It’s at this point now that you think I’m probably an over privileged, whiny little know-it-all who’s too arrogant and who probably showed up late, rolling my eyes and wearing skinny jeans, right? WRONG.
Not only was I dressed formally (blazer and all), I came 30 minutes early for every interview, filled up the necessary forms, waited for what seemed like an eternity for anyone to even start the interview (at almost every interview, this was a trend – making me wait WAY past the agreed upon time of interview). During these interviews, the interviewers hardly looked interested. There was one interviewer who did not even introduce herself to me, just asked me to follow her to a board room of 4 other people and made me sit down. No introduction and no handshake, I was promptly ushered to sit. It was only midway through that someone spoke up and said, “oh by the way, we’re the accounting team” – Gee, thanks for heads up but I kind of figured.
Every time this happened, I tried my best not to cringe and thought maybe they were going for the “casual chit-chat” kind of interview? But no, those were definitely indicators of their management style as I discovered later through their non-conventional (for lack of a better description) line of questioning.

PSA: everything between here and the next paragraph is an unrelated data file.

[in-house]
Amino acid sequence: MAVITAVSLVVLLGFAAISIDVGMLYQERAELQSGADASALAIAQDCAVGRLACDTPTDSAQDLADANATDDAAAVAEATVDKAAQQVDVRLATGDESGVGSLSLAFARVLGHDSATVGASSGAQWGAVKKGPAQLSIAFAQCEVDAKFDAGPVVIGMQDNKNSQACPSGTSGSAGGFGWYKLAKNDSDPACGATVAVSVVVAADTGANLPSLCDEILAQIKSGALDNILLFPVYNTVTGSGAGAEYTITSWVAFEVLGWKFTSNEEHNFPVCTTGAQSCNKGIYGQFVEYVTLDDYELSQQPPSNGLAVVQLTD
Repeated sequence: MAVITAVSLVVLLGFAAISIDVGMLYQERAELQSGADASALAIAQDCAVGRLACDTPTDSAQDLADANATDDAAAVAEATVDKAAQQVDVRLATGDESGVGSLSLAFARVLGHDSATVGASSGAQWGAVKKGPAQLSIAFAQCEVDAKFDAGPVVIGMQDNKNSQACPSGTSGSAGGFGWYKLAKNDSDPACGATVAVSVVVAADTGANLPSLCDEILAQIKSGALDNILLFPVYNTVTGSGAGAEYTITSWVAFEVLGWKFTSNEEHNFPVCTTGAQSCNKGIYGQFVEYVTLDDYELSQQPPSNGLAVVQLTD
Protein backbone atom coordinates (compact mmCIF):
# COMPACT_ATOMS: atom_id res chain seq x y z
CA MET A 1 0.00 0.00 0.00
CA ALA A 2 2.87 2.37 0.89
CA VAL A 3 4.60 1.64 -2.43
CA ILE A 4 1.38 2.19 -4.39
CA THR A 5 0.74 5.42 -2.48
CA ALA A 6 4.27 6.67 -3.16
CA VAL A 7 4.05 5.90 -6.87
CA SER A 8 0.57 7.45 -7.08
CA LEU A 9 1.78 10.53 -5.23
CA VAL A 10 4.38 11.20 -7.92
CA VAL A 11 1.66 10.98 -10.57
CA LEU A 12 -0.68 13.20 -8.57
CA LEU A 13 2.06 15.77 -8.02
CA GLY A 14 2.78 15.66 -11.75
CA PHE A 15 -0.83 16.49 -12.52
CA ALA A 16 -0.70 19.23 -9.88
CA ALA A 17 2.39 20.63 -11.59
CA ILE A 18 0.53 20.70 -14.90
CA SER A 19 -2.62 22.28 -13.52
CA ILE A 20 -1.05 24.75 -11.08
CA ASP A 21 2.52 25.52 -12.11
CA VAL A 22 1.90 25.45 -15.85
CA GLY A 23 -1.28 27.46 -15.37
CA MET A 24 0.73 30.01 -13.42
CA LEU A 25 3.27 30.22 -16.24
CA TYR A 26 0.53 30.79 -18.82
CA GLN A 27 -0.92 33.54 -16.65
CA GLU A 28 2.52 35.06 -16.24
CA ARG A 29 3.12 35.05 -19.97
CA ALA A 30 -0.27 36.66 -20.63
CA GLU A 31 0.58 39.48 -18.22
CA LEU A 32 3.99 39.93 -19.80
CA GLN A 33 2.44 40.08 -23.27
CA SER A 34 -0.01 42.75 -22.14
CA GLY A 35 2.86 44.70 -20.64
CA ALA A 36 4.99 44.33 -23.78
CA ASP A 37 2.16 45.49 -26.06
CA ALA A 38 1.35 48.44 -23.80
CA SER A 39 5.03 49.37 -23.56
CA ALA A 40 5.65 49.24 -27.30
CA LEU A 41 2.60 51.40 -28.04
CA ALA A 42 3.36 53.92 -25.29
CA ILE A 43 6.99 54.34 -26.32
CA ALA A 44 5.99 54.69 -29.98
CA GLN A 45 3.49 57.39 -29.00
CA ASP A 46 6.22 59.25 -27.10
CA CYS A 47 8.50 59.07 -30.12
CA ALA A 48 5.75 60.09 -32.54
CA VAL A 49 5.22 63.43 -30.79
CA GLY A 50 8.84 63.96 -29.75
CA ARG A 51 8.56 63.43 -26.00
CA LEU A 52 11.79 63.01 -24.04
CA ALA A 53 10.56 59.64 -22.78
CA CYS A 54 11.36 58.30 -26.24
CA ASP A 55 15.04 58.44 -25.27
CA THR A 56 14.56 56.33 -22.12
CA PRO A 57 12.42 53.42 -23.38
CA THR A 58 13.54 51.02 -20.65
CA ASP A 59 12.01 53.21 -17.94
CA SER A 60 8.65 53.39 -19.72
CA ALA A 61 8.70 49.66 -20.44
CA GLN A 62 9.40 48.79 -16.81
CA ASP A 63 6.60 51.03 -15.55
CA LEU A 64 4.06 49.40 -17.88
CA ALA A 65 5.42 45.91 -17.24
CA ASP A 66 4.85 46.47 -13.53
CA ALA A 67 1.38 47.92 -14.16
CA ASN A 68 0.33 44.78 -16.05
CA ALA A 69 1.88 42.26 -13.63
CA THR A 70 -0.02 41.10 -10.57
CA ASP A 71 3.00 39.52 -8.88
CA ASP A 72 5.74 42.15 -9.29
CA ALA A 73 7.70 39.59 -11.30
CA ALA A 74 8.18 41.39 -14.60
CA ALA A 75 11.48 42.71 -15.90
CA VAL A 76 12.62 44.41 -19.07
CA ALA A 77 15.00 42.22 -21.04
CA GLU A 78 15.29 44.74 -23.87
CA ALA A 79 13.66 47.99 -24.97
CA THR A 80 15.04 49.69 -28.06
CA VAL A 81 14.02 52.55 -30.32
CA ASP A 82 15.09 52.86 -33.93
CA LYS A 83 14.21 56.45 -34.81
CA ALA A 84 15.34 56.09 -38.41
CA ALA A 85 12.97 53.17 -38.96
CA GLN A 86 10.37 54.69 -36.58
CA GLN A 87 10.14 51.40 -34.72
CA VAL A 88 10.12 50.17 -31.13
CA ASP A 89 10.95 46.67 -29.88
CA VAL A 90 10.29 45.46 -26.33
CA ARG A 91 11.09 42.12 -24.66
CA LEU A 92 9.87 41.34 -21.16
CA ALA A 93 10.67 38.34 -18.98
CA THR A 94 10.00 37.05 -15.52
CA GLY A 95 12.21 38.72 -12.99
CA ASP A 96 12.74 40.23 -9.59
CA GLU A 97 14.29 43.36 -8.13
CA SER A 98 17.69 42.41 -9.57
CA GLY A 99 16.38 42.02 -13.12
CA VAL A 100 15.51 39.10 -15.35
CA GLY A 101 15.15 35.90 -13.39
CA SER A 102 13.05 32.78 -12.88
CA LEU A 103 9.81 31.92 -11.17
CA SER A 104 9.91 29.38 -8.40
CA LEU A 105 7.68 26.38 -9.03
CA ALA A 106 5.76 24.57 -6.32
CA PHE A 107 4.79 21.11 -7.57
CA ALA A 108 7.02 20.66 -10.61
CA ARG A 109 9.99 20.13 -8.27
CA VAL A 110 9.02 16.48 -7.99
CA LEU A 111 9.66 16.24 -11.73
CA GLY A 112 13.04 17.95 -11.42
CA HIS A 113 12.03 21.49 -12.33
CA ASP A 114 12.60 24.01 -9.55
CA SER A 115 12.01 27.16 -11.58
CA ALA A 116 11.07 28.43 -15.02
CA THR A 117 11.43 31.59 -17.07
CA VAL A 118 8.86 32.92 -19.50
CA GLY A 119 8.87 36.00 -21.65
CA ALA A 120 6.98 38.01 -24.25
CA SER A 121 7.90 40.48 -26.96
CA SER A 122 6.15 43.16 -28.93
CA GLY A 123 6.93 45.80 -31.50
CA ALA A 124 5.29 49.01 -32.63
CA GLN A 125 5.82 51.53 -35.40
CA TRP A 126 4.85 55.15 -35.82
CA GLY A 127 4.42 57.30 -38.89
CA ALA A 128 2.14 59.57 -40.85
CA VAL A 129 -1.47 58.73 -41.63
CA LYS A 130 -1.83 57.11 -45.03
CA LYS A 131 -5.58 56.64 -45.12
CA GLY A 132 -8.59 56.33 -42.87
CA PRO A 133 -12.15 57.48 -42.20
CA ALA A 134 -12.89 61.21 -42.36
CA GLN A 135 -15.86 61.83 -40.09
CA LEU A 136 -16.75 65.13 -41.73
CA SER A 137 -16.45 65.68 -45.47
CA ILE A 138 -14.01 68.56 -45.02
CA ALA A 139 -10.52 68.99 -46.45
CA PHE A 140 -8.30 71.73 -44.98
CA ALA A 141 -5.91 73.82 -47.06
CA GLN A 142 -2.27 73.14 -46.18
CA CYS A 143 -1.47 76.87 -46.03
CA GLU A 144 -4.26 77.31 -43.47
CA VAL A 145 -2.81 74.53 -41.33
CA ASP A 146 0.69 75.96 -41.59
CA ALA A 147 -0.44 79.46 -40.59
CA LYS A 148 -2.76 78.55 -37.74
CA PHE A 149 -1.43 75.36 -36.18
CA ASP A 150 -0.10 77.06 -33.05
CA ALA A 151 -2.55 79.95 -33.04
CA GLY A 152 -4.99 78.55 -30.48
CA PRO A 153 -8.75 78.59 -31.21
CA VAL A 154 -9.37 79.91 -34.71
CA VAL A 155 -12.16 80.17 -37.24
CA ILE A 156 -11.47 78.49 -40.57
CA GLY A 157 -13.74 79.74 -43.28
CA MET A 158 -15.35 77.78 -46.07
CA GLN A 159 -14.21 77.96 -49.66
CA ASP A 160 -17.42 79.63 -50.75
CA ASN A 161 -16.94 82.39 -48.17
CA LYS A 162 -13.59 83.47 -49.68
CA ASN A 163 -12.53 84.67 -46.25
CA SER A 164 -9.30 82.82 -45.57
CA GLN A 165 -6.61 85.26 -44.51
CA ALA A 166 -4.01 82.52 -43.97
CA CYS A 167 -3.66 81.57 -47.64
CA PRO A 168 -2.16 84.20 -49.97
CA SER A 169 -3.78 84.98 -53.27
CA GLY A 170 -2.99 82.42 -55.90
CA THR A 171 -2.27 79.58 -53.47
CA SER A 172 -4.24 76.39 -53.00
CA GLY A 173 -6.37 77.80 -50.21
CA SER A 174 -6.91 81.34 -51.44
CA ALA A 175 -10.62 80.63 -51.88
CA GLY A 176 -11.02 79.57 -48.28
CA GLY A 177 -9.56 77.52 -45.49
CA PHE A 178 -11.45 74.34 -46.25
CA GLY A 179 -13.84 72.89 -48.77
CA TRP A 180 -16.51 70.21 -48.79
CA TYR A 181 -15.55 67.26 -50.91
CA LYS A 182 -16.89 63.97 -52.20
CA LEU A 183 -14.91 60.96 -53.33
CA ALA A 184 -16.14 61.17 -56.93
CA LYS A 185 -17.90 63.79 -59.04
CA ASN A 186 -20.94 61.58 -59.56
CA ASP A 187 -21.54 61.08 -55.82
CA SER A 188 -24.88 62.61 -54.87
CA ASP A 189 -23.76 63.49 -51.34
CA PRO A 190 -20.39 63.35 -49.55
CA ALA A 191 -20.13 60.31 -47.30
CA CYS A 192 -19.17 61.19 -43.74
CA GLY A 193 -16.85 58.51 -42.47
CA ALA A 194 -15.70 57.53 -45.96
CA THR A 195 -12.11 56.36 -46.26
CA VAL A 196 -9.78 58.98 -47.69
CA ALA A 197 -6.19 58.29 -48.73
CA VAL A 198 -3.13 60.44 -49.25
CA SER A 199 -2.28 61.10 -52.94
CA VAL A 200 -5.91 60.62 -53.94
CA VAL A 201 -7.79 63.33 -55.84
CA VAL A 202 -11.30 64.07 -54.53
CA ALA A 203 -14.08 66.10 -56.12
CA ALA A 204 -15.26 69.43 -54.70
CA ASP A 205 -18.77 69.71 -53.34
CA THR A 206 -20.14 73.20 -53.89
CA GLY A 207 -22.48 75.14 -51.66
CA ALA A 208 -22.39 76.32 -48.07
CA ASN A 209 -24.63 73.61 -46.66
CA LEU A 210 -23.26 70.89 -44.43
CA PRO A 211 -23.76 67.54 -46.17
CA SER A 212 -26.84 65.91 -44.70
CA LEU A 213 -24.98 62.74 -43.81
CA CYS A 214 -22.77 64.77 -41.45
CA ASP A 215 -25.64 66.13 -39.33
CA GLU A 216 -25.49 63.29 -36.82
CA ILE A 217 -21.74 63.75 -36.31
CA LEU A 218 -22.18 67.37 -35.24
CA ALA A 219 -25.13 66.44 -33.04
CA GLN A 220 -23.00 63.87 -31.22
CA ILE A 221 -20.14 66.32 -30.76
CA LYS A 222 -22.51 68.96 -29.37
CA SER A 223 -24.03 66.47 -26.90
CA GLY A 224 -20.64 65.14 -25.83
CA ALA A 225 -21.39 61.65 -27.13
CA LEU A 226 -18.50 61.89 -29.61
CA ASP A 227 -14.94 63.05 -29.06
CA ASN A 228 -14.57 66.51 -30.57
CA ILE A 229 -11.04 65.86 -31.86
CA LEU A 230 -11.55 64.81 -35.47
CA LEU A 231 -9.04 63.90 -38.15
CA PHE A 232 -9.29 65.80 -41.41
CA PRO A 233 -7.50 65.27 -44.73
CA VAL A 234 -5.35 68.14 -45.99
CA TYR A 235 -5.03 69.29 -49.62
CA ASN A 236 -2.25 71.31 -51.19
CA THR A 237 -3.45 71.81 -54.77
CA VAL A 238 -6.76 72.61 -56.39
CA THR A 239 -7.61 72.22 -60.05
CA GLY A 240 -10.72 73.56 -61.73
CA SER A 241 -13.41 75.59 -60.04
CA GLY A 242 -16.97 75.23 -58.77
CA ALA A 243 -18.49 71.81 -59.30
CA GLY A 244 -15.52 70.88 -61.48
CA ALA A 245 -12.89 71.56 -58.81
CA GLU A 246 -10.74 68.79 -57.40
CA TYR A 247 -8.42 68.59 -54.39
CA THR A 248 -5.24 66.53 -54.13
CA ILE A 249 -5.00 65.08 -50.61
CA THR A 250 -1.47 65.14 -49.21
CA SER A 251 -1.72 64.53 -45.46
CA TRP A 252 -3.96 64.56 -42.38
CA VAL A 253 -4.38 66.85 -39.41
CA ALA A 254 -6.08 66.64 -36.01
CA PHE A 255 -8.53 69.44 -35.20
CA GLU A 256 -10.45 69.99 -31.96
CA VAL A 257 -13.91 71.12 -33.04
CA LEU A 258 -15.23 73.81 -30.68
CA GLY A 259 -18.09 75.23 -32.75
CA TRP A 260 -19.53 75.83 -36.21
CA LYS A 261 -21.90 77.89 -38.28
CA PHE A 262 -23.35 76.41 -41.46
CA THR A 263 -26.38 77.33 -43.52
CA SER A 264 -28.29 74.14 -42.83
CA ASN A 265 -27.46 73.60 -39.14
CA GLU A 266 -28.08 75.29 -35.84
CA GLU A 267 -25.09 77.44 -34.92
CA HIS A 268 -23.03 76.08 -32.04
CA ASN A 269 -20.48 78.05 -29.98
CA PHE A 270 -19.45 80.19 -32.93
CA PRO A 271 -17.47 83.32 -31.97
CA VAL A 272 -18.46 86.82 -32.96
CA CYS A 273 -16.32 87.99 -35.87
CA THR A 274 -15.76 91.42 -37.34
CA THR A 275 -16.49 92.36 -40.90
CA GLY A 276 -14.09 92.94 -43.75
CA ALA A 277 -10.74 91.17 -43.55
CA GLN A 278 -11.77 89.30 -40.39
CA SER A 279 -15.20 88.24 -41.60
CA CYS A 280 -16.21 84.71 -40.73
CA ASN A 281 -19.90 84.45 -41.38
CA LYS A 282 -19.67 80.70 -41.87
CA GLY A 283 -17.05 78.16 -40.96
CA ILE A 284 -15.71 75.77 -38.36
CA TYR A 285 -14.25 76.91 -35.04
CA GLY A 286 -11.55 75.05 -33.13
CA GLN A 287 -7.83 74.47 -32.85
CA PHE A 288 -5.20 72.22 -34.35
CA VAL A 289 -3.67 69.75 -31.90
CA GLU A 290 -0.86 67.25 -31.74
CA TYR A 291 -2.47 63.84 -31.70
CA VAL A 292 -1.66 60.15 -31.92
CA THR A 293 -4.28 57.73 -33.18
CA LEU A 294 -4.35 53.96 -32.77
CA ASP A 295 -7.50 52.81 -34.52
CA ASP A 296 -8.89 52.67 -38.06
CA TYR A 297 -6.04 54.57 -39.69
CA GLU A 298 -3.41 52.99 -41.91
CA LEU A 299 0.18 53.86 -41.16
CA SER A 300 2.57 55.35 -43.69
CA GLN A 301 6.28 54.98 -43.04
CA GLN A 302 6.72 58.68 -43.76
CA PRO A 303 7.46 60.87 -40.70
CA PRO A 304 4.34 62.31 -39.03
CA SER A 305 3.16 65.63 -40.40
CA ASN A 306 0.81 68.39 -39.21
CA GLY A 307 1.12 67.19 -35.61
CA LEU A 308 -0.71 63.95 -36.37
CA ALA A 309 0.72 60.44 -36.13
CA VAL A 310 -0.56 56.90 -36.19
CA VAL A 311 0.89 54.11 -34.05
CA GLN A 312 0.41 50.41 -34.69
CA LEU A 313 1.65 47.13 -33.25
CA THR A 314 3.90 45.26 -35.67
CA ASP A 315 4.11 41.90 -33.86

Here are my favourite questions that I’ve been asked at interviews:
1) How would your parents accept that you’re switching careers?
(Never mind that I’m 27, have worked 3 years overseas and am in an interview that’s not in my home country, she still thought it was important to ask me how my mum and dad would feel. Cute.)
2) How fluent is your English?
(When all I spoke throughout the interview was English, my cover letter and resume in her hands were also in English)
3) Are you good at double entries?
(To which I replied: good enough to pass my ACCA exams without failing anything. I mean, what even??)
You know how everyone also seems to label ONLY the Millennials for being unprofessional? What with our “strawberry” ways and whiny first world problems?
Well, let me tell you about unprofessional and it has nothing to do with Millennials. I came across this weird trend while attending interviews. TWICE now, I’ve been told to do this and I like to call it the “WhatsApp me when you’re done” trend (because I’m very creative like that).